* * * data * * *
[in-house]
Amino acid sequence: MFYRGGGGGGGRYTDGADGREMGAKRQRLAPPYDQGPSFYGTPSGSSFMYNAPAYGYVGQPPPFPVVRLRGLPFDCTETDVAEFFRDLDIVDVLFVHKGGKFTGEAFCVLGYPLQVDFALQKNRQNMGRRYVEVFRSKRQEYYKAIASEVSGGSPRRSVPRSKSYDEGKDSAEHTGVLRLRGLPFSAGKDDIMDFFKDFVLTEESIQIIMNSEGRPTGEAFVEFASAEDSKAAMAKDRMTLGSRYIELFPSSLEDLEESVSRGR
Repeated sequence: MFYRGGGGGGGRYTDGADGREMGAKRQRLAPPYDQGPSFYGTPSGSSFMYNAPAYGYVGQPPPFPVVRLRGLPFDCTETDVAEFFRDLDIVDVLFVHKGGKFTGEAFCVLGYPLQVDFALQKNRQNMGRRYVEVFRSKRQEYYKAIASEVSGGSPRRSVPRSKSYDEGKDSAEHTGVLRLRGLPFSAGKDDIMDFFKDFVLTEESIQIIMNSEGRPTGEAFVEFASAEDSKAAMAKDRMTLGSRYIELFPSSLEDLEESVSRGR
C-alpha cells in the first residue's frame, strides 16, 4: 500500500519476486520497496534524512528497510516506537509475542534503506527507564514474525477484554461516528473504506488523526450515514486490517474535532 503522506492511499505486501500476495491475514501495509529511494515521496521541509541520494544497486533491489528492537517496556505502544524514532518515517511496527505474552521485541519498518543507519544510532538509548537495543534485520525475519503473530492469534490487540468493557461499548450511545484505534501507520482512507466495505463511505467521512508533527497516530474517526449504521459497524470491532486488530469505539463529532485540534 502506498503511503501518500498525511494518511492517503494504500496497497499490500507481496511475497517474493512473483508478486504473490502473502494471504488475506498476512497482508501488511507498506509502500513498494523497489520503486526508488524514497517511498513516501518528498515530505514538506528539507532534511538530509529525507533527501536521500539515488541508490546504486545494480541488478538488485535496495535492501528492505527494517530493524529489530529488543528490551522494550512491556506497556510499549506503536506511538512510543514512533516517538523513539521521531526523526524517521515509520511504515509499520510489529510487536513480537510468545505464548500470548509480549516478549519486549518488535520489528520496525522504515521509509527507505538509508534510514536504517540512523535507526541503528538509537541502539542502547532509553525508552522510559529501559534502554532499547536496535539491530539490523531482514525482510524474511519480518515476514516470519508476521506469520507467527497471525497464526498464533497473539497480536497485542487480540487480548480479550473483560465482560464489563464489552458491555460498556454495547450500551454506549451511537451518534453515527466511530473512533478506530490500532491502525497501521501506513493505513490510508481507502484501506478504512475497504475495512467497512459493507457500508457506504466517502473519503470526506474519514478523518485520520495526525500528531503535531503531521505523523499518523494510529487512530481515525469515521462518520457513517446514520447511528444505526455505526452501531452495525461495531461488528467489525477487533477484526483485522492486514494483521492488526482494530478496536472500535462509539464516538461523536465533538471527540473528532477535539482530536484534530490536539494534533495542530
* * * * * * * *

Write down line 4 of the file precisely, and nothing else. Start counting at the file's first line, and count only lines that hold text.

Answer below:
C-alpha cells in the first residue's frame, strides 16, 4: 500500500519476486520497496534524512528497510516506537509475542534503506527507564514474525477484554461516528473504506488523526450515514486490517474535532 503522506492511499505486501500476495491475514501495509529511494515521496521541509541520494544497486533491489528492537517496556505502544524514532518515517511496527505474552521485541519498518543507519544510532538509548537495543534485520525475519503473530492469534490487540468493557461499548450511545484505534501507520482512507466495505463511505467521512508533527497516530474517526449504521459497524470491532486488530469505539463529532485540534 502506498503511503501518500498525511494518511492517503494504500496497497499490500507481496511475497517474493512473483508478486504473490502473502494471504488475506498476512497482508501488511507498506509502500513498494523497489520503486526508488524514497517511498513516501518528498515530505514538506528539507532534511538530509529525507533527501536521500539515488541508490546504486545494480541488478538488485535496495535492501528492505527494517530493524529489530529488543528490551522494550512491556506497556510499549506503536506511538512510543514512533516517538523513539521521531526523526524517521515509520511504515509499520510489529510487536513480537510468545505464548500470548509480549516478549519486549518488535520489528520496525522504515521509509527507505538509508534510514536504517540512523535507526541503528538509537541502539542502547532509553525508552522510559529501559534502554532499547536496535539491530539490523531482514525482510524474511519480518515476514516470519508476521506469520507467527497471525497464526498464533497473539497480536497485542487480540487480548480479550473483560465482560464489563464489552458491555460498556454495547450500551454506549451511537451518534453515527466511530473512533478506530490500532491502525497501521501506513493505513490510508481507502484501506478504512475497504475495512467497512459493507457500508457506504466517502473519503470526506474519514478523518485520520495526525500528531503535531503531521505523523499518523494510529487512530481515525469515521462518520457513517446514520447511528444505526455505526452501531452495525461495531461488528467489525477487533477484526483485522492486514494483521492488526482494530478496536472500535462509539464516538461523536465533538471527540473528532477535539482530536484534530490536539494534533495542530